Tim Pawlenty is showing that he can take on Mitt Romney on health care and the individual mandate — in venues where Romney is not standing in front of him.
Pawlenty was widely criticized for a key moment at Monday night’s GOP debate, when he refused to repeat his “Obamneycare” attack from a day earlier to Mitt Romney’s face. But then on Thursday, Pawlenty decided to take another bite at the apple, posting this on Twitter: “On seizing debate opportunity re: healthcare: Me 0, Mitt 1. On doing healthcare reform the right way as governor: Me 1, Mitt 0.”
Then Thursday night, he appeared on Fox News with Sean Hannity, and said it bluntly: He should have taken on Romney at the debate.
“Well, I think in response to that direct question, I should have been much more clear during the debate, Sean,” said Pawlenty. “I don’t think we can have a nominee that was involved in the development and construction of Obamacare, and then continues to defend it. And that was the question, I should have answered it directly. Instead, I stayed focused on Obama, but the question really related to the contrast with Governor Romney. And I should have been more clear, I should have made the point that he was involved in developing it — he really laid the ground work for Obamacare, and continues to this day to defend it. And I think that’s a legitimate point in response to the question that I was asked, and I should have been more clear.”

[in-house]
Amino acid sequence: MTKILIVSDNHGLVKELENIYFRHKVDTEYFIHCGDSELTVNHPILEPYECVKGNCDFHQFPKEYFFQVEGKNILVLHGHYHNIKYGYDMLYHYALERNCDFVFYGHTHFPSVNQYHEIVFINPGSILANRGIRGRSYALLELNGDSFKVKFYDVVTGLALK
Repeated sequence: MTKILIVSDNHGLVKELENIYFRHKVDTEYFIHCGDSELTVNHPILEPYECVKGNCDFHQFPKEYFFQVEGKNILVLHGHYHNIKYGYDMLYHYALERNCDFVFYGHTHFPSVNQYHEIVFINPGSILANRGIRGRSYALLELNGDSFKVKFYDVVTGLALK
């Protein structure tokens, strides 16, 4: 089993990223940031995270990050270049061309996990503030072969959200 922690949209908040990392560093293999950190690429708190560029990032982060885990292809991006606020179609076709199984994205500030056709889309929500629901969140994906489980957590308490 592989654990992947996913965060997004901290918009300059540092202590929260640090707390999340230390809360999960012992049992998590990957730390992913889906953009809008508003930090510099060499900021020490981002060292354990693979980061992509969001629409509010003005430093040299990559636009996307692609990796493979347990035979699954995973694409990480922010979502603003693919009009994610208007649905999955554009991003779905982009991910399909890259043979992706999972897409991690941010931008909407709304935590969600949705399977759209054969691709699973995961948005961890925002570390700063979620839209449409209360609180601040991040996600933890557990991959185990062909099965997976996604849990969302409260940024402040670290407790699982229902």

Hannity asked Pawlenty about Romney’s contention that a crucial difference between his Massachusetts health care reform and Obama’s federal health care reform is that the former was done at the state level, while Romney does not think the federal government can or should implement a similar national policy.
Again, in Romney’s absence, Pawlenty had a strong reply: “Well, I don’t think you can prosecute the political case against President Obama if you are a co-conspirator in one of the main charges against the president on the political level. And so, it really puts our nominee — if that’s who it turns out to be —in a very difficult spot. And I understand Governor Romney’s arguments, that it’s different at the state level. But when you look at these two plans, with only modest variations, they’re very similar, and nearly identical.”